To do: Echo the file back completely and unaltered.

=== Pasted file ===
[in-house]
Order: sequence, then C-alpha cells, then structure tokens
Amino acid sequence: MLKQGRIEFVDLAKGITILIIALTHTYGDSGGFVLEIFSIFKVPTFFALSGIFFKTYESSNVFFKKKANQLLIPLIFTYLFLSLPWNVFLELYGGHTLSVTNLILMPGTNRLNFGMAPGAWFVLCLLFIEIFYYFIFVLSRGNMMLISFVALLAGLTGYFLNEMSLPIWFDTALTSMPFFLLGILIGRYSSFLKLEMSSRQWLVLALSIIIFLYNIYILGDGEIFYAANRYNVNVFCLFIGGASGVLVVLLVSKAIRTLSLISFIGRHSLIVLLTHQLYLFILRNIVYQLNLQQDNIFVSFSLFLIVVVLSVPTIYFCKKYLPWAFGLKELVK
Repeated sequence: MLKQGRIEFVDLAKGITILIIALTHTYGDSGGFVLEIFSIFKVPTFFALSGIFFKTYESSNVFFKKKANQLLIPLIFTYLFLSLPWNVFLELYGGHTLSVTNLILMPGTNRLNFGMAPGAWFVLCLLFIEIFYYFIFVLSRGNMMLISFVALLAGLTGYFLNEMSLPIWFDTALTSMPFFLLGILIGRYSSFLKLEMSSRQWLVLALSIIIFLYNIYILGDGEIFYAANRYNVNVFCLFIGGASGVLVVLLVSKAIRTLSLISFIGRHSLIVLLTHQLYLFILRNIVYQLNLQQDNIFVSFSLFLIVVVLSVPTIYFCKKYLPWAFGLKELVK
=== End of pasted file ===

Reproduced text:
[in-house]
Order: sequence, then C-alpha cells, then structure tokens
Amino acid sequence: MLKQGRIEFVDLAKGITILIIALTHTYGDSGGFVLEIFSIFKVPTFFALSGIFFKTYESSNVFFKKKANQLLIPLIFTYLFLSLPWNVFLELYGGHTLSVTNLILMPGTNRLNFGMAPGAWFVLCLLFIEIFYYFIFVLSRGNMMLISFVALLAGLTGYFLNEMSLPIWFDTALTSMPFFLLGILIGRYSSFLKLEMSSRQWLVLALSIIIFLYNIYILGDGEIFYAANRYNVNVFCLFIGGASGVLVVLLVSKAIRTLSLISFIGRHSLIVLLTHQLYLFILRNIVYQLNLQQDNIFVSFSLFLIVVVLSVPTIYFCKKYLPWAFGLKELVK
Repeated sequence: MLKQGRIEFVDLAKGITILIIALTHTYGDSGGFVLEIFSIFKVPTFFALSGIFFKTYESSNVFFKKKANQLLIPLIFTYLFLSLPWNVFLELYGGHTLSVTNLILMPGTNRLNFGMAPGAWFVLCLLFIEIFYYFIFVLSRGNMMLISFVALLAGLTGYFLNEMSLPIWFDTALTSMPFFLLGILIGRYSSFLKLEMSSRQWLVLALSIIIFLYNIYILGDGEIFYAANRYNVNVFCLFIGGASGVLVVLLVSKAIRTLSLISFIGRHSLIVLLTHQLYLFILRNIVYQLNLQQDNIFVSFSLFLIVVVLSVPTIYFCKKYLPWAFGLKELVK